This season I’ve adopted a new morning ritual. I check the previous evening’s scores, glance at the headlines, and then I devote a minute or two exclusively to Buddy Hield.
If by chance Oklahoma has played the previous evening, I’ll watch those highlights. Or if the Sooners are between games, I might find myself gazing upon Hield’s body of numerical work and trying, once again, to take the true measure of what I’m seeing….
Buddy Hield could miss his next 28 threes and still be shooting 45 percent for the year.
— John Gasaway (@JohnGasaway) February 2, 2016
It’s good to know my need to try to situate Hield within some kind of rational framework is a shared affliction. Last week I realized that Luke Winn, Kevin Pelton, and I were all simultaneously running Hield-triggered searches on 22 years’ worth of Division I basketball at sports-reference.com. Luke heralded Hield’s membership in the 50-50-90 club. Kevin wants to gently dissuade NBA general managers from thinking this remarkable Hield of Dreams thing can possibly continue at the next level.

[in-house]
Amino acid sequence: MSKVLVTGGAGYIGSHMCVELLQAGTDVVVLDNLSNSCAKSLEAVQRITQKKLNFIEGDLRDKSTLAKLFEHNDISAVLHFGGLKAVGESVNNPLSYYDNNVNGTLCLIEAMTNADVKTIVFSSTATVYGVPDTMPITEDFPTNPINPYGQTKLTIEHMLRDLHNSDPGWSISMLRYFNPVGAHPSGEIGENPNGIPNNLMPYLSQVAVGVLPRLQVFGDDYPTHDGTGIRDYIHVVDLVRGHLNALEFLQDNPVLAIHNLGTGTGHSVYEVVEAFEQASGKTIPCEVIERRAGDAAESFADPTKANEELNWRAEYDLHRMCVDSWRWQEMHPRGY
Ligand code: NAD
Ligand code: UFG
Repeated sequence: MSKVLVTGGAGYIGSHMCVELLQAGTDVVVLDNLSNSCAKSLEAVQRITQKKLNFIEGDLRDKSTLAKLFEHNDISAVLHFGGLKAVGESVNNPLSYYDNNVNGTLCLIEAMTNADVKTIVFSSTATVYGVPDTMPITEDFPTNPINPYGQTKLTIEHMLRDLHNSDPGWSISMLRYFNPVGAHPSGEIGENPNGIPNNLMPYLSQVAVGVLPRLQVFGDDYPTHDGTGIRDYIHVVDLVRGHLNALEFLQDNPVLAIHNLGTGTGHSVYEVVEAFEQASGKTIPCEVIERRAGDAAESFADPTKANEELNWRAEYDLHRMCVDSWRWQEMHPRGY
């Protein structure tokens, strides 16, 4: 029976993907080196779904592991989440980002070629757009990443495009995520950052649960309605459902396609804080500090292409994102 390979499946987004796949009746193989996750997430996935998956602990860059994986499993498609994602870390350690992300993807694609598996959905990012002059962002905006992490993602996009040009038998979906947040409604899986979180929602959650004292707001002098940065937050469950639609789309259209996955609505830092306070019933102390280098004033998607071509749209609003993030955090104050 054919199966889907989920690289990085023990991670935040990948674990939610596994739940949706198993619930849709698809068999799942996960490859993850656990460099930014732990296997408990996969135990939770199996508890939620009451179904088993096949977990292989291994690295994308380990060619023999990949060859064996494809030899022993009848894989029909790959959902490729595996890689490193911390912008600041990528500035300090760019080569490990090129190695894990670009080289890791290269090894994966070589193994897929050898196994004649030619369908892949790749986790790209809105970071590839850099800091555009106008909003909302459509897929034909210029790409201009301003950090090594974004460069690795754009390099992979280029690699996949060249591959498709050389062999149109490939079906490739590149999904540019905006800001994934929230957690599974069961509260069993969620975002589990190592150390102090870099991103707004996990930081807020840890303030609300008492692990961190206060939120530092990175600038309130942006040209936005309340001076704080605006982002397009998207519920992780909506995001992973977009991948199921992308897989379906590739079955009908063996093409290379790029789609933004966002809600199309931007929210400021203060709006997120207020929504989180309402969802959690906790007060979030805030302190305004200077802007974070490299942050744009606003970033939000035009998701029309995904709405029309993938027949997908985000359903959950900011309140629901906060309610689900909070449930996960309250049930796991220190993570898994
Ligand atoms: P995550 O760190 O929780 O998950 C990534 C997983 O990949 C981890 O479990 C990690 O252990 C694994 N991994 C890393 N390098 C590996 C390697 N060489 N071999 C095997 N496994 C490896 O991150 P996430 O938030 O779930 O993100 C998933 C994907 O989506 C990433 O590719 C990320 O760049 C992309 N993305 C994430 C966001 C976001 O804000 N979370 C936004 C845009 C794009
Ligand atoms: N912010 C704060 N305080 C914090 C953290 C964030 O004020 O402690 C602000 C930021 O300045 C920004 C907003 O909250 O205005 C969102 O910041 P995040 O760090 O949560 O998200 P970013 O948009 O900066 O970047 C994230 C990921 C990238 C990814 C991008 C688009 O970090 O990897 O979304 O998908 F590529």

For my part I want to toss three bouquets Hield’s way.
Hield’s even better at shooting threes than guys who do nothing but shoot threes
Waxing a bit Churchillian, Kevin pointed out that no one “has shot a better percentage on as many attempts as Hield.” True enough. In the two-plus decades covered by SR, Hield stands supreme. As impossible as the idea would have seemed before 2016, he’s a dual-threat featured scorer who’s more accurate (and more voluminous) from beyond the arc than spot-up role players.
Hield vs. major-conference specialists, 1995-2016 Minimum six attempts per game 3FG% 3FGA/G 3FGA/FGA (%) Buddy Hield, Oklahoma (2016) 51.7 8.3 51.6 Jon Diebler, Ohio State (2011) 50.2 6.1 79.4 Duncan Robinson, Michigan (2016) 49.0 6.8 78.4 Pete Lisicky, Penn State (1997) 47.1 7.0 71.4 Ethan Wragge, Creighton (2014) 47.0 6.7 96.7 Brady Heslip, Baylor (2014) 46.0 6.6 87.2